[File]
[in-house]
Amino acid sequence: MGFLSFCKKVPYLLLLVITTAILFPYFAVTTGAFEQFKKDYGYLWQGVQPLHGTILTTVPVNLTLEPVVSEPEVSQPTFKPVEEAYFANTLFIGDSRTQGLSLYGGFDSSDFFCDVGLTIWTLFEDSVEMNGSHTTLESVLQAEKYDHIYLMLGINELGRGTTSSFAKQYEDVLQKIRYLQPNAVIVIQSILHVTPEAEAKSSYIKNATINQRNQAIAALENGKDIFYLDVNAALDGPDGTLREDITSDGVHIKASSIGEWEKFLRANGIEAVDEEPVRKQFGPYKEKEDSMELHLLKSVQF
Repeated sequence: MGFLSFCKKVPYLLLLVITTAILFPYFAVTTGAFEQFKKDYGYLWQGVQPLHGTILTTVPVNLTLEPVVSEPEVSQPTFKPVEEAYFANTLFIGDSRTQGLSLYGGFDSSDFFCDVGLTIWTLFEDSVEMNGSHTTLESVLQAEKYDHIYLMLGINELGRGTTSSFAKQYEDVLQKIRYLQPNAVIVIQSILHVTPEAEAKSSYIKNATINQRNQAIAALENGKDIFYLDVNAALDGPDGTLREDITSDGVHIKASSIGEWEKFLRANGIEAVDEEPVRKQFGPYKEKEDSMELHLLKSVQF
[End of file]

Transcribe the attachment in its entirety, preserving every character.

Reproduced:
[in-house]
Amino acid sequence: MGFLSFCKKVPYLLLLVITTAILFPYFAVTTGAFEQFKKDYGYLWQGVQPLHGTILTTVPVNLTLEPVVSEPEVSQPTFKPVEEAYFANTLFIGDSRTQGLSLYGGFDSSDFFCDVGLTIWTLFEDSVEMNGSHTTLESVLQAEKYDHIYLMLGINELGRGTTSSFAKQYEDVLQKIRYLQPNAVIVIQSILHVTPEAEAKSSYIKNATINQRNQAIAALENGKDIFYLDVNAALDGPDGTLREDITSDGVHIKASSIGEWEKFLRANGIEAVDEEPVRKQFGPYKEKEDSMELHLLKSVQF
Repeated sequence: MGFLSFCKKVPYLLLLVITTAILFPYFAVTTGAFEQFKKDYGYLWQGVQPLHGTILTTVPVNLTLEPVVSEPEVSQPTFKPVEEAYFANTLFIGDSRTQGLSLYGGFDSSDFFCDVGLTIWTLFEDSVEMNGSHTTLESVLQAEKYDHIYLMLGINELGRGTTSSFAKQYEDVLQKIRYLQPNAVIVIQSILHVTPEAEAKSSYIKNATINQRNQAIAALENGKDIFYLDVNAALDGPDGTLREDITSDGVHIKASSIGEWEKFLRANGIEAVDEEPVRKQFGPYKEKEDSMELHLLKSVQF